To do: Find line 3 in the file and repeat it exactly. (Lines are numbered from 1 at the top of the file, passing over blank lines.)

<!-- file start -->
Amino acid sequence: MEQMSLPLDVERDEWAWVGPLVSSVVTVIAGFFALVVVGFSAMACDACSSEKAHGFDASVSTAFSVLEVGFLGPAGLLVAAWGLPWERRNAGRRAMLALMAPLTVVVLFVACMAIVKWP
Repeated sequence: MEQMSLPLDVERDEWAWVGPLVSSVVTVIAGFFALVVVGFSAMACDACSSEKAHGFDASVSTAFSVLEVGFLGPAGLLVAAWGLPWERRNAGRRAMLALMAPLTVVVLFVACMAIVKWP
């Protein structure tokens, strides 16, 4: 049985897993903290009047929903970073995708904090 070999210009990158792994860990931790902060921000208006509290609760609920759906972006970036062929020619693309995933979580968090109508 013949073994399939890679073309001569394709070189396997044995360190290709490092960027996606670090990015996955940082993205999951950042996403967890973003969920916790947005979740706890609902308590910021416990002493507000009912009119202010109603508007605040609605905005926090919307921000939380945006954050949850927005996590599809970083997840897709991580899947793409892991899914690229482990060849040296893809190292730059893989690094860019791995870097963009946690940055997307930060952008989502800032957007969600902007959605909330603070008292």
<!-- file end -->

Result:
């Protein structure tokens, strides 16, 4: 049985897993903290009047929903970073995708904090 070999210009990158792994860990931790902060921000208006509290609760609920759906972006970036062929020619693309995933979580968090109508 013949073994399939890679073309001569394709070189396997044995360190290709490092960027996606670090990015996955940082993205999951950042996403967890973003969920916790947005979740706890609902308590910021416990002493507000009912009119202010109603508007605040609605905005926090919307921000939380945006954050949850927005996590599809970083997840897709991580899947793409892991899914690229482990060849040296893809190292730059893989690094860019791995870097963009946690940055997307930060952008989502800032957007969600902007959605909330603070008292």